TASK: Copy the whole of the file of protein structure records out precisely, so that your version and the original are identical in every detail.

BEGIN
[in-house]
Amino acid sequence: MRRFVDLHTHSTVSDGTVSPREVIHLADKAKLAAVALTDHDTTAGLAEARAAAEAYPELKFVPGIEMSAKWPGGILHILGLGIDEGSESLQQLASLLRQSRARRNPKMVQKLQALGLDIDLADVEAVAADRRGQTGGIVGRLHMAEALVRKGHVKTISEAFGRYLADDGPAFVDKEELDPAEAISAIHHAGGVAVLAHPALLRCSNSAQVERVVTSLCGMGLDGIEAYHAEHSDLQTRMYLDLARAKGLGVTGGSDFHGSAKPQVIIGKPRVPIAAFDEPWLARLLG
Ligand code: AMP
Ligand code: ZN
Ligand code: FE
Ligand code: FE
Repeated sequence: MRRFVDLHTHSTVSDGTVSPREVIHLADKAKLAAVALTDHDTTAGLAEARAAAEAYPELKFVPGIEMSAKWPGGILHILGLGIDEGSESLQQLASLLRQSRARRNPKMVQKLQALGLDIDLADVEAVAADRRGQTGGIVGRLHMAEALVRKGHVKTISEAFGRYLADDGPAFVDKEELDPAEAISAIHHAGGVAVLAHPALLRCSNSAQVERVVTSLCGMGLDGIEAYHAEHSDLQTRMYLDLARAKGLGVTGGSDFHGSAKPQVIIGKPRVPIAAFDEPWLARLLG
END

[in-house]
Amino acid sequence: MRRFVDLHTHSTVSDGTVSPREVIHLADKAKLAAVALTDHDTTAGLAEARAAAEAYPELKFVPGIEMSAKWPGGILHILGLGIDEGSESLQQLASLLRQSRARRNPKMVQKLQALGLDIDLADVEAVAADRRGQTGGIVGRLHMAEALVRKGHVKTISEAFGRYLADDGPAFVDKEELDPAEAISAIHHAGGVAVLAHPALLRCSNSAQVERVVTSLCGMGLDGIEAYHAEHSDLQTRMYLDLARAKGLGVTGGSDFHGSAKPQVIIGKPRVPIAAFDEPWLARLLG
Ligand code: AMP
Ligand code: ZN
Ligand code: FE
Ligand code: FE
Repeated sequence: MRRFVDLHTHSTVSDGTVSPREVIHLADKAKLAAVALTDHDTTAGLAEARAAAEAYPELKFVPGIEMSAKWPGGILHILGLGIDEGSESLQQLASLLRQSRARRNPKMVQKLQALGLDIDLADVEAVAADRRGQTGGIVGRLHMAEALVRKGHVKTISEAFGRYLADDGPAFVDKEELDPAEAISAIHHAGGVAVLAHPALLRCSNSAQVERVVTSLCGMGLDGIEAYHAEHSDLQTRMYLDLARAKGLGVTGGSDFHGSAKPQVIIGKPRVPIAAFDEPWLARLLG